Nonprofits are experiencing an increasing level of pressure from funders and donors to have better data quality and make data-driven decisions.
Too often, poor-quality data causes managers to fill in the data gaps with anecdotal evidence. It is human nature to view things through the lens of our past experience and our hopes and dreams (or fears) for the future. Having high-quality data, however, helps to eliminate potential misinterpretations that can frustrate good internal decision-making.
For this reason, I often tell my nonprofit clients three important things that help to clarify the data quality discussion.
Poor-quality data is not much better than anecdotal evidence
There’s rarely such a thing as perfect quality data. Data describes dynamic and complex things that exist or happen in the real world. The data can be no more perfect that it is comprehensively descriptive of that thing or event. So in a best case scenario, even high quality data is imperfect—and therefore can do no more than provide strong indicators that might steer the organization in one direction or another.
Any degree to which the data quality moves away from that state of perfection decreases the strength of the indicator, to the point where the data itself becomes little better than anecdotal evidence. Data must be high-quality in order for it to tell an accurate story.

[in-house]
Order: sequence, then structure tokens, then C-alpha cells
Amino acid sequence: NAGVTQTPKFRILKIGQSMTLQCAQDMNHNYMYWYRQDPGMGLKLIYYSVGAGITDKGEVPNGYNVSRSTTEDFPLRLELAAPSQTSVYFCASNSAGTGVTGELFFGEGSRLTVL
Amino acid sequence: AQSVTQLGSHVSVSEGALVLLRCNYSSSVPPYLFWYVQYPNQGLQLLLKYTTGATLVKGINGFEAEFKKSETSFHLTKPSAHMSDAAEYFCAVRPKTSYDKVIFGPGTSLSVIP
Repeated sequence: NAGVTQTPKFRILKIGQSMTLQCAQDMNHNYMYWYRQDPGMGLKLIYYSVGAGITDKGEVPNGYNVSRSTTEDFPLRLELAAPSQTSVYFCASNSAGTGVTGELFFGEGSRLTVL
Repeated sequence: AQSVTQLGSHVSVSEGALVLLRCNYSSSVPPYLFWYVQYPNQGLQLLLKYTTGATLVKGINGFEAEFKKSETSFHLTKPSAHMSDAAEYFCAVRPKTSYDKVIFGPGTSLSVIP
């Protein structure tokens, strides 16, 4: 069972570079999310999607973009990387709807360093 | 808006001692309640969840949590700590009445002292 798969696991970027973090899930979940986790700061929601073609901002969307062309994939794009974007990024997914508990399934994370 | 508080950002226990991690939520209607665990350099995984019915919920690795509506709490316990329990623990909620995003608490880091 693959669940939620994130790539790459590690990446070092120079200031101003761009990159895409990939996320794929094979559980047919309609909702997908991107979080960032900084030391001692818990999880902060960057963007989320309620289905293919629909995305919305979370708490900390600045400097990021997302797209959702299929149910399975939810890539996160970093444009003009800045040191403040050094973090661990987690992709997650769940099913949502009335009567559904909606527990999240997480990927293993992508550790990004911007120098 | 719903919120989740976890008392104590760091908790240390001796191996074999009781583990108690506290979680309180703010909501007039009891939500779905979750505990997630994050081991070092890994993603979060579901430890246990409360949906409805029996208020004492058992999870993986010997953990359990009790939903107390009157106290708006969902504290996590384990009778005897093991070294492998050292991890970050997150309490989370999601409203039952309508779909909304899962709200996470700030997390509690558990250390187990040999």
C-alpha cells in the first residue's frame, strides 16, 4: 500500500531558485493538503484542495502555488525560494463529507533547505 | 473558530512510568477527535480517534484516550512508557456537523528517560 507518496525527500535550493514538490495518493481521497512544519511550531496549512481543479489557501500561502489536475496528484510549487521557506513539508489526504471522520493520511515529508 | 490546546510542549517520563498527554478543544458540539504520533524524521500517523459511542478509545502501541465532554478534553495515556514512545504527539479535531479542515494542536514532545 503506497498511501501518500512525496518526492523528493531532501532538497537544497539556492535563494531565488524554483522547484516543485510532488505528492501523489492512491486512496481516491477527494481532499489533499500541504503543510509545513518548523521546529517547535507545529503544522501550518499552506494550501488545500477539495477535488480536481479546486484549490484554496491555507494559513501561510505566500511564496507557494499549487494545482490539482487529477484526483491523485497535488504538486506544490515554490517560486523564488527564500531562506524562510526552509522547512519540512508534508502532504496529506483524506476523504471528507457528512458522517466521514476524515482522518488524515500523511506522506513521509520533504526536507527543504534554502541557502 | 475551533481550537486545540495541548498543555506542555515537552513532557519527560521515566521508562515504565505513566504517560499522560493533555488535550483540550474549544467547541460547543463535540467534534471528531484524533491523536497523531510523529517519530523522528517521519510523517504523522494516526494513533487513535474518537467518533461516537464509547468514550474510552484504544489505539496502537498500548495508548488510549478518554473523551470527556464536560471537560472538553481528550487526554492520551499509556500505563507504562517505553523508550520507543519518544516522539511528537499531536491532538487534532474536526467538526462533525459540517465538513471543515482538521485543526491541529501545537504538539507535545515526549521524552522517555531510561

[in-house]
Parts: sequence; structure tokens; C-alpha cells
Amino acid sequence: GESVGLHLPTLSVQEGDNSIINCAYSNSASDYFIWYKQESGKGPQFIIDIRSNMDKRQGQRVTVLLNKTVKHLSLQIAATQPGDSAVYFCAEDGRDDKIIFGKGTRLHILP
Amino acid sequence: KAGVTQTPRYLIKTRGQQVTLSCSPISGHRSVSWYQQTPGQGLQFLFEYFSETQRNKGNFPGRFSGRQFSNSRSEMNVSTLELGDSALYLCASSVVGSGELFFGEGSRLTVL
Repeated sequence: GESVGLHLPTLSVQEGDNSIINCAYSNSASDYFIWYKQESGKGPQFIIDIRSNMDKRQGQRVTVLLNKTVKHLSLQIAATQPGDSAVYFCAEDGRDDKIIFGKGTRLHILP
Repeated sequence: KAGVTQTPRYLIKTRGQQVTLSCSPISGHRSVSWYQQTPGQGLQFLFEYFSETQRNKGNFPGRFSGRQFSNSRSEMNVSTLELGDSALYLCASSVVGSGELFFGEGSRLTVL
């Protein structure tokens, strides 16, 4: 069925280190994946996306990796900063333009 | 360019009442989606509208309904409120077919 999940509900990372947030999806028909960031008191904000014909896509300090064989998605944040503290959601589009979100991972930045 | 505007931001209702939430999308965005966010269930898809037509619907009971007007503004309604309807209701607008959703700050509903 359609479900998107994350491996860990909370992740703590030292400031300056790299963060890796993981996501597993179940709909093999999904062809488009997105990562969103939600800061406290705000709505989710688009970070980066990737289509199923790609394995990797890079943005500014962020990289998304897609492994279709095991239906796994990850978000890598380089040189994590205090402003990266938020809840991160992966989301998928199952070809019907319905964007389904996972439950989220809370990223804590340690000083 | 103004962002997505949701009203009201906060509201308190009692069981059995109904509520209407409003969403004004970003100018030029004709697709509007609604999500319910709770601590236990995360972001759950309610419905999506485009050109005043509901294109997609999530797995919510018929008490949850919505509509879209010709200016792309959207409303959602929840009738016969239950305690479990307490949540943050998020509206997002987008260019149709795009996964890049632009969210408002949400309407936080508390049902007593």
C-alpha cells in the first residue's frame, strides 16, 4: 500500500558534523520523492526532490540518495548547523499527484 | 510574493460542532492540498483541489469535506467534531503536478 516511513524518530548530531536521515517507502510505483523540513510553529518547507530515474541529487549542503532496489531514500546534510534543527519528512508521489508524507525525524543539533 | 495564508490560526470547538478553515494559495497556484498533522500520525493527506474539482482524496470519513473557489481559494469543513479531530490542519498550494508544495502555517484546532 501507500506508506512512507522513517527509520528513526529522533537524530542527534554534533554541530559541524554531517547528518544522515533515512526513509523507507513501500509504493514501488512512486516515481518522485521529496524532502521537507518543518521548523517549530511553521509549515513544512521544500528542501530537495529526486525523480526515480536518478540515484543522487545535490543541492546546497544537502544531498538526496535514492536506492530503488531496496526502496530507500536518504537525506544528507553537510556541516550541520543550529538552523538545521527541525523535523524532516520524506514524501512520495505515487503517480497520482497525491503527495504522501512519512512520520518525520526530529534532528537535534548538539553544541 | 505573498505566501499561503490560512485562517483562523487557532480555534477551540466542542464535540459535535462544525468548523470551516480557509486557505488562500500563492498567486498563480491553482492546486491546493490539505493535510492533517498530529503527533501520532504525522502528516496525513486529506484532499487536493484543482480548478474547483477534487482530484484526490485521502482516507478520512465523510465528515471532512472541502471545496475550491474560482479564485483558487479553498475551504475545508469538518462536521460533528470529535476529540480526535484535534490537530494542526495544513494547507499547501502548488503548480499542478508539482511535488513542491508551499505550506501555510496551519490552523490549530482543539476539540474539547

Let the data tell the story to an independent third party
Looking at data in a truly critical manner is difficult for anyone who has a vested interest in the outcome. Internal data analysts and monitoring and evaluation (M&E) personnel often provide an unbiased viewpoint, particularly if they apply a scientific approach. But getting a truly critical perspective often means having an independent third party perform an analysis of the data. Some of the best nonprofit organizations, including some of my past clients, conduct this process regularly.
Data quality is as much about process and discipline as it is about technology
Ultimately, having good quality data and letting that data tell a true story is much more about culture, process, and discipline than it is about technology tools. This is why Build takes a circumspect information strategy viewpoint that helps clients build their entire capacity to be data-driven organizations.